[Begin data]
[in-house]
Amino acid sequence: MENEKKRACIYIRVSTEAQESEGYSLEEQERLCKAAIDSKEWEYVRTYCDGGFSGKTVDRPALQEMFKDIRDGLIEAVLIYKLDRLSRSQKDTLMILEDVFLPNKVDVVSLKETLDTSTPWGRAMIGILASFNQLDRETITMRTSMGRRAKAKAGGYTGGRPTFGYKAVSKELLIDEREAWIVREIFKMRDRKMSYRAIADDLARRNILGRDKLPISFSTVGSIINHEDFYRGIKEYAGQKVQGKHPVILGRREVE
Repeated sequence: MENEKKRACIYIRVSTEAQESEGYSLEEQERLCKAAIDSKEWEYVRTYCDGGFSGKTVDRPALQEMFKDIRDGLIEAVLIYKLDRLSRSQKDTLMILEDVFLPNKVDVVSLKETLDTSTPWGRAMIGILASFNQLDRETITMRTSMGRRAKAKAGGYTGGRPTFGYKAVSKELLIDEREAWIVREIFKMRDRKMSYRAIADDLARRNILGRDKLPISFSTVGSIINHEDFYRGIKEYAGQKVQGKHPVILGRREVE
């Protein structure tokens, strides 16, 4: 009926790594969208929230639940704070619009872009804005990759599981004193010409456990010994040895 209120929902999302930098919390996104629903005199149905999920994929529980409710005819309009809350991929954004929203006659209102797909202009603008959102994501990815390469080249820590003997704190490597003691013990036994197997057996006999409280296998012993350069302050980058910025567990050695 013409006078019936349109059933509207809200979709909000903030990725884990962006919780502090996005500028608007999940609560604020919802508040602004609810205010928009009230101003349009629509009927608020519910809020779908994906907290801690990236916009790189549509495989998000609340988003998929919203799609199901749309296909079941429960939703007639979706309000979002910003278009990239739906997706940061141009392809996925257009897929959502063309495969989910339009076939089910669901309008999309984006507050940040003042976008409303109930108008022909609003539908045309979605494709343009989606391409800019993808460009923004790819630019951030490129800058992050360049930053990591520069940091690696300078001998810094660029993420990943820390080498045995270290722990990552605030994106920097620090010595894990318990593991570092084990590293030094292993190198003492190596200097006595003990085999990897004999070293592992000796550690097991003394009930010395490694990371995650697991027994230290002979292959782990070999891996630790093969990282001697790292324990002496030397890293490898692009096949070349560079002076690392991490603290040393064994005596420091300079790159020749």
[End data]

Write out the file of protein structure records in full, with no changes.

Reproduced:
[in-house]
Amino acid sequence: MENEKKRACIYIRVSTEAQESEGYSLEEQERLCKAAIDSKEWEYVRTYCDGGFSGKTVDRPALQEMFKDIRDGLIEAVLIYKLDRLSRSQKDTLMILEDVFLPNKVDVVSLKETLDTSTPWGRAMIGILASFNQLDRETITMRTSMGRRAKAKAGGYTGGRPTFGYKAVSKELLIDEREAWIVREIFKMRDRKMSYRAIADDLARRNILGRDKLPISFSTVGSIINHEDFYRGIKEYAGQKVQGKHPVILGRREVE
Repeated sequence: MENEKKRACIYIRVSTEAQESEGYSLEEQERLCKAAIDSKEWEYVRTYCDGGFSGKTVDRPALQEMFKDIRDGLIEAVLIYKLDRLSRSQKDTLMILEDVFLPNKVDVVSLKETLDTSTPWGRAMIGILASFNQLDRETITMRTSMGRRAKAKAGGYTGGRPTFGYKAVSKELLIDEREAWIVREIFKMRDRKMSYRAIADDLARRNILGRDKLPISFSTVGSIINHEDFYRGIKEYAGQKVQGKHPVILGRREVE
């Protein structure tokens, strides 16, 4: 009926790594969208929230639940704070619009872009804005990759599981004193010409456990010994040895 209120929902999302930098919390996104629903005199149905999920994929529980409710005819309009809350991929954004929203006659209102797909202009603008959102994501990815390469080249820590003997704190490597003691013990036994197997057996006999409280296998012993350069302050980058910025567990050695 013409006078019936349109059933509207809200979709909000903030990725884990962006919780502090996005500028608007999940609560604020919802508040602004609810205010928009009230101003349009629509009927608020519910809020779908994906907290801690990236916009790189549509495989998000609340988003998929919203799609199901749309296909079941429960939703007639979706309000979002910003278009990239739906997706940061141009392809996925257009897929959502063309495969989910339009076939089910669901309008999309984006507050940040003042976008409303109930108008022909609003539908045309979605494709343009989606391409800019993808460009923004790819630019951030490129800058992050360049930053990591520069940091690696300078001998810094660029993420990943820390080498045995270290722990990552605030994106920097620090010595894990318990593991570092084990590293030094292993190198003492190596200097006595003990085999990897004999070293592992000796550690097991003394009930010395490694990371995650697991027994230290002979292959782990070999891996630790093969990282001697790292324990002496030397890293490898692009096949070349560079002076690392991490603290040393064994005596420091300079790159020749």